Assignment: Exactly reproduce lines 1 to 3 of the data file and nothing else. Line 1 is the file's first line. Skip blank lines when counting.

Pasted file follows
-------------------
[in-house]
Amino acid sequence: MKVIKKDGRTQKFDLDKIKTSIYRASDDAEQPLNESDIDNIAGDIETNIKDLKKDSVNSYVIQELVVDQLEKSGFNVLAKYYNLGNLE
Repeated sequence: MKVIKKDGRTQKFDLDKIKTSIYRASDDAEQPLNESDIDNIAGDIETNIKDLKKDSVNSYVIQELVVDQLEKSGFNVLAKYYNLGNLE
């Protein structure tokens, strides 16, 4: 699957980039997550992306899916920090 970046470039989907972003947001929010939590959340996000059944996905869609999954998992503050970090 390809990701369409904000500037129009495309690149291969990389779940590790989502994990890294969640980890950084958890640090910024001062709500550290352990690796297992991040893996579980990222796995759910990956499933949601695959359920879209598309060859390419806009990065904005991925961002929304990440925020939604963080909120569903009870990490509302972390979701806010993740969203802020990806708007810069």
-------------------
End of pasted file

[in-house]
Amino acid sequence: MKVIKKDGRTQKFDLDKIKTSIYRASDDAEQPLNESDIDNIAGDIETNIKDLKKDSVNSYVIQELVVDQLEKSGFNVLAKYYNLGNLE
Repeated sequence: MKVIKKDGRTQKFDLDKIKTSIYRASDDAEQPLNESDIDNIAGDIETNIKDLKKDSVNSYVIQELVVDQLEKSGFNVLAKYYNLGNLE